After losing a spouse or longtime partner, it's difficult to look past your grief. However, it's crucial to understand the important and timely decisions you must make regarding your finances and personal estate plan.
A question I get fairly often is: “If I die can I designate someone other than the biological parent to care for my child”.
The short answer: Yes, but it probably won’t matter.
The long answer: When creating your Last Will and Testament, you will be asked who you want to be the guardian of your child if you die while that child is a minor. In situations where the parents are married/together, the parents may contemplate the case where they die in the same accident. Often times the parents choose an aunt or uncle or close friend to be the guardian. Otherwise, it is usually a given that the child would go to the living parent in the case that only one spouse/partner passed away.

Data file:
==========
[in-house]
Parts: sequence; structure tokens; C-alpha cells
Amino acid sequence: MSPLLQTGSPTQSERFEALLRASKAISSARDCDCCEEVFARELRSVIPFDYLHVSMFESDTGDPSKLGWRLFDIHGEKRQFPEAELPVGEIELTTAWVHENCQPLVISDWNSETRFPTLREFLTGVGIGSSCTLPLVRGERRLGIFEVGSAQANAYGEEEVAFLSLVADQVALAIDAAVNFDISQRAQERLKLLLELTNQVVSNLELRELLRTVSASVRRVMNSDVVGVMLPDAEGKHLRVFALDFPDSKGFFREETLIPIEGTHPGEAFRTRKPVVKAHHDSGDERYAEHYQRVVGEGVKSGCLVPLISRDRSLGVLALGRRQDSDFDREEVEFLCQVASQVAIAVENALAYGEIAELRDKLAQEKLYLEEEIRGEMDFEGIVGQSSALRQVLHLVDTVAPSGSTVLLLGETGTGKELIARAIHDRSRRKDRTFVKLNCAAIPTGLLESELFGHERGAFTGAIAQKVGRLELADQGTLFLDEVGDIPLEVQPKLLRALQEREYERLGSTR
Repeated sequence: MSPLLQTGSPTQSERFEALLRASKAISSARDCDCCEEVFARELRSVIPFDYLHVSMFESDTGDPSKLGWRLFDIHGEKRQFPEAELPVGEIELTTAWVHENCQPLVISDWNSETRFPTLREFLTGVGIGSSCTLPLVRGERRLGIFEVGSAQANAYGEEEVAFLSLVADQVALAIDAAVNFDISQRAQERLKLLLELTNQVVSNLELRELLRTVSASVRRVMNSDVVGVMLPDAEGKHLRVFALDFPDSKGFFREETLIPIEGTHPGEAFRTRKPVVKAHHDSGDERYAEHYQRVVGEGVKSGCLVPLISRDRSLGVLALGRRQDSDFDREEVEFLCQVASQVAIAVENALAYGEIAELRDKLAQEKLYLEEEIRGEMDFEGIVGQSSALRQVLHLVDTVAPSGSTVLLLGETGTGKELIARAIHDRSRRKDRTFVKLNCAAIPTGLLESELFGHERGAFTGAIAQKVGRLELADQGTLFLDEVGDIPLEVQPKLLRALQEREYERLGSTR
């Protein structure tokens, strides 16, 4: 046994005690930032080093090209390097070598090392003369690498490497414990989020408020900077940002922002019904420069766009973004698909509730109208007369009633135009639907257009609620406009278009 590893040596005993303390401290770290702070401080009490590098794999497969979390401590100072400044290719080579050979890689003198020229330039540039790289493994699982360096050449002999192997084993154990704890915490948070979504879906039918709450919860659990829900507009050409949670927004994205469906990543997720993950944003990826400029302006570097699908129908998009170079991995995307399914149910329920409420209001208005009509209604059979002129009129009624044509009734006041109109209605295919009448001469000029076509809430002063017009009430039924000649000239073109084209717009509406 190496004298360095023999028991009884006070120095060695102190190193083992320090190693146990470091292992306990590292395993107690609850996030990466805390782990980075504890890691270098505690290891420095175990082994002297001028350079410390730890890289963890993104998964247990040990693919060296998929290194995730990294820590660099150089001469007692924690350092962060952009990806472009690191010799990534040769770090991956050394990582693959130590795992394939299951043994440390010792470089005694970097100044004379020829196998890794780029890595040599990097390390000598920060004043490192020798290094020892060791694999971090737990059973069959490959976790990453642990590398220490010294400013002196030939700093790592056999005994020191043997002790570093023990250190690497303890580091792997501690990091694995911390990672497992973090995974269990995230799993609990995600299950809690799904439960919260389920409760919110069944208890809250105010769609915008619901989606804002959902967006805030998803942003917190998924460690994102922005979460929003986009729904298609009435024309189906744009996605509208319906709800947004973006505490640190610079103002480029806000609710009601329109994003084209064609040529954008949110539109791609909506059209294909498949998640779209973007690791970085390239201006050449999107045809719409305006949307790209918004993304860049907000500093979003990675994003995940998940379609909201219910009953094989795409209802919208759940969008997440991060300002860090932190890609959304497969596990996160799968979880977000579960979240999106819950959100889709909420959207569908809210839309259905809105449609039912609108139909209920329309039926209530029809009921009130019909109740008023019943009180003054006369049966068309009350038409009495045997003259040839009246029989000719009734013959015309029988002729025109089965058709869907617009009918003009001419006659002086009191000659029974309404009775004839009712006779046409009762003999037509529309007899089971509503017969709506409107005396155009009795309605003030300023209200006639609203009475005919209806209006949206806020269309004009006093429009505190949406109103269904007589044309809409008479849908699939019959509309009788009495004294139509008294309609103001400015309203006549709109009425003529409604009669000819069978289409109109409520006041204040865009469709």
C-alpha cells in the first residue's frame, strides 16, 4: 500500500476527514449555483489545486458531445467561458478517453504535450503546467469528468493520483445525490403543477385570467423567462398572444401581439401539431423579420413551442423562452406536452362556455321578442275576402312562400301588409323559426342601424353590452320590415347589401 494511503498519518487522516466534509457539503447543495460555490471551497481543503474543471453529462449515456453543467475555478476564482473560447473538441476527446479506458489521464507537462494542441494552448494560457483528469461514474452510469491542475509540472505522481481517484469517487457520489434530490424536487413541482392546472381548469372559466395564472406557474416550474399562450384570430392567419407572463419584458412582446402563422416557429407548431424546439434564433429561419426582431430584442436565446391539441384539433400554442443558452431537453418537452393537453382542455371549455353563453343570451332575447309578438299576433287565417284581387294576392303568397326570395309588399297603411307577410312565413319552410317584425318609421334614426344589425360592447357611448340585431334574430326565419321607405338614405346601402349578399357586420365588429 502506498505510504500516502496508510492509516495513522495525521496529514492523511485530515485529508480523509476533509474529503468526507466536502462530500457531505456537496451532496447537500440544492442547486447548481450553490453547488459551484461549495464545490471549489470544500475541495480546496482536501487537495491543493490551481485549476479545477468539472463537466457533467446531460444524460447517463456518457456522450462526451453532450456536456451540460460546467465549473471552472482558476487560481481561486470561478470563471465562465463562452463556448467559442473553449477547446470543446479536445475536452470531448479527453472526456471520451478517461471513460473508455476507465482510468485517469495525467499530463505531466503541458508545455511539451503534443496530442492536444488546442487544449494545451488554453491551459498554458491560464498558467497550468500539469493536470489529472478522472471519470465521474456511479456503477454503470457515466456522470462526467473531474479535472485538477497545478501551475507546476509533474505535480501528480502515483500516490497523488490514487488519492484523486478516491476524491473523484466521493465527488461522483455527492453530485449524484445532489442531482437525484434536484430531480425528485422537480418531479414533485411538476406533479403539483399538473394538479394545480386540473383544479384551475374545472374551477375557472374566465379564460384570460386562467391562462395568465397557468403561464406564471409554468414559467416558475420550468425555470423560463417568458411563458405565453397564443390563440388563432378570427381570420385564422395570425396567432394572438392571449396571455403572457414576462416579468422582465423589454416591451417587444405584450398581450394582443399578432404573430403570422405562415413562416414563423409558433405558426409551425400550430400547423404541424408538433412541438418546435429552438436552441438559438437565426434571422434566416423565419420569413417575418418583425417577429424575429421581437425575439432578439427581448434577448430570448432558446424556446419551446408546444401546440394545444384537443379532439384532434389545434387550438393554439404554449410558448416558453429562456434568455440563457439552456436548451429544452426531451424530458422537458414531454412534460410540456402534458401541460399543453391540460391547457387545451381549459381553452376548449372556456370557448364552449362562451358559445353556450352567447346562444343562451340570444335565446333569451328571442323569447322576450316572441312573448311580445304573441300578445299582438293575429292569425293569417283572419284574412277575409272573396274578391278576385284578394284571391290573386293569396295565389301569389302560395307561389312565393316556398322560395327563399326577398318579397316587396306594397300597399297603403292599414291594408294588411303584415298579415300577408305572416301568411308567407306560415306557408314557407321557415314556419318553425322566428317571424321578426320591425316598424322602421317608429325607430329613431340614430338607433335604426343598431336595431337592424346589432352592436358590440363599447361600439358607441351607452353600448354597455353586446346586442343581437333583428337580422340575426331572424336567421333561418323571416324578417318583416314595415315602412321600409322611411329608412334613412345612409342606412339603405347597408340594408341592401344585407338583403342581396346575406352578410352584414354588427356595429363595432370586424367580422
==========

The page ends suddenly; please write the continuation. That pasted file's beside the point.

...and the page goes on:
Things get a little more dicey when you are divorced or not together with the other parent and you don’t think that parent is fit to take care of the child on his/her own. You are free to name whoever you want as a guardian in your Last Will and Testament, however, at the end of the day the law prefers parents to raise their children. If you die the Probate Court will be made aware of your designation. However, in order to have the Court designate someone other than the parent as a guardian, the person seeking to be the guardian would have to prove that the parent is unfit. Then, the Court would have to analyze whether placing the child with the want-to-be guardian is in the best interest of the child. Proving a parent is unfit is a substantial burden to prove. As you can see, there are several hurdles that must occur before your wishes will be able to be honored.
If you have concerns, it is recommended to name your preferred guardian in your Last Will and Testament because if the other parent is unfit, you will want the Court to know your preferences.